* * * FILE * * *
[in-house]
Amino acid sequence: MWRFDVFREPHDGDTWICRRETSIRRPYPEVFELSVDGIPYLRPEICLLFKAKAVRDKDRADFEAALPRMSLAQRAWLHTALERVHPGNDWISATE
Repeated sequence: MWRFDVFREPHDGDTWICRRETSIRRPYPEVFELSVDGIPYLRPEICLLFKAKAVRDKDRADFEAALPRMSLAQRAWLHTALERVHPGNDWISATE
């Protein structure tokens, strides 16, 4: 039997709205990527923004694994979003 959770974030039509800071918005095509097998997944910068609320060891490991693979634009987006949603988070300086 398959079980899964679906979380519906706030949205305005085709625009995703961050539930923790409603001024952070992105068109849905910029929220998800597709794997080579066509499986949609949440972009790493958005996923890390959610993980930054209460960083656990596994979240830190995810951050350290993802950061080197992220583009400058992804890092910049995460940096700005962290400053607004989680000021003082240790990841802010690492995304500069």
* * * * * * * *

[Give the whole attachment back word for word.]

[in-house]
Amino acid sequence: MWRFDVFREPHDGDTWICRRETSIRRPYPEVFELSVDGIPYLRPEICLLFKAKAVRDKDRADFEAALPRMSLAQRAWLHTALERVHPGNDWISATE
Repeated sequence: MWRFDVFREPHDGDTWICRRETSIRRPYPEVFELSVDGIPYLRPEICLLFKAKAVRDKDRADFEAALPRMSLAQRAWLHTALERVHPGNDWISATE
């Protein structure tokens, strides 16, 4: 039997709205990527923004694994979003 959770974030039509800071918005095509097998997944910068609320060891490991693979634009987006949603988070300086 398959079980899964679906979380519906706030949205305005085709625009995703961050539930923790409603001024952070992105068109849905910029929220998800597709794997080579066509499986949609949440972009790493958005996923890390959610993980930054209460960083656990596994979240830190995810951050350290993802950061080197992220583009400058992804890092910049995460940096700005962290400053607004989680000021003082240790990841802010690492995304500069």